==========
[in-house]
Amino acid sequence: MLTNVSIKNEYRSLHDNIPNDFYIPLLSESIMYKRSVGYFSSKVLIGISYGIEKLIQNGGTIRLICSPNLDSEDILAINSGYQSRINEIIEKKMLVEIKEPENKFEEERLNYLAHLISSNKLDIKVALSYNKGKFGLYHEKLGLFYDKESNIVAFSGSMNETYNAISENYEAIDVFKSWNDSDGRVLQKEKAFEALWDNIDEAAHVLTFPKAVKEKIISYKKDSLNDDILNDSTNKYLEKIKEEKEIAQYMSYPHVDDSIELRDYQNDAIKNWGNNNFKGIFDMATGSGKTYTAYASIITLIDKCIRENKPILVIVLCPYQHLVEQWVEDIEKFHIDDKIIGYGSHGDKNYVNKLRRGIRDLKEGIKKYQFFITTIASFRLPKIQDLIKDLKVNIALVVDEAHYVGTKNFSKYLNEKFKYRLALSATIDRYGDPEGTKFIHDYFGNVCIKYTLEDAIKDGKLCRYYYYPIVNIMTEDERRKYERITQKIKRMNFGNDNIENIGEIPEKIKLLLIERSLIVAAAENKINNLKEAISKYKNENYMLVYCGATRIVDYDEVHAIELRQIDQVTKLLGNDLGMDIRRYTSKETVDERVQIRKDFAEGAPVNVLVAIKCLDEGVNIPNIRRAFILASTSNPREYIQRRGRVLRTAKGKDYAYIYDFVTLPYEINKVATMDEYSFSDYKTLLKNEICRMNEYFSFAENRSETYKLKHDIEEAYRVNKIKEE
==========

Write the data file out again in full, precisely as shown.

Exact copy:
[in-house]
Amino acid sequence: MLTNVSIKNEYRSLHDNIPNDFYIPLLSESIMYKRSVGYFSSKVLIGISYGIEKLIQNGGTIRLICSPNLDSEDILAINSGYQSRINEIIEKKMLVEIKEPENKFEEERLNYLAHLISSNKLDIKVALSYNKGKFGLYHEKLGLFYDKESNIVAFSGSMNETYNAISENYEAIDVFKSWNDSDGRVLQKEKAFEALWDNIDEAAHVLTFPKAVKEKIISYKKDSLNDDILNDSTNKYLEKIKEEKEIAQYMSYPHVDDSIELRDYQNDAIKNWGNNNFKGIFDMATGSGKTYTAYASIITLIDKCIRENKPILVIVLCPYQHLVEQWVEDIEKFHIDDKIIGYGSHGDKNYVNKLRRGIRDLKEGIKKYQFFITTIASFRLPKIQDLIKDLKVNIALVVDEAHYVGTKNFSKYLNEKFKYRLALSATIDRYGDPEGTKFIHDYFGNVCIKYTLEDAIKDGKLCRYYYYPIVNIMTEDERRKYERITQKIKRMNFGNDNIENIGEIPEKIKLLLIERSLIVAAAENKINNLKEAISKYKNENYMLVYCGATRIVDYDEVHAIELRQIDQVTKLLGNDLGMDIRRYTSKETVDERVQIRKDFAEGAPVNVLVAIKCLDEGVNIPNIRRAFILASTSNPREYIQRRGRVLRTAKGKDYAYIYDFVTLPYEINKVATMDEYSFSDYKTLLKNEICRMNEYFSFAENRSETYKLKHDIEEAYRVNKIKEE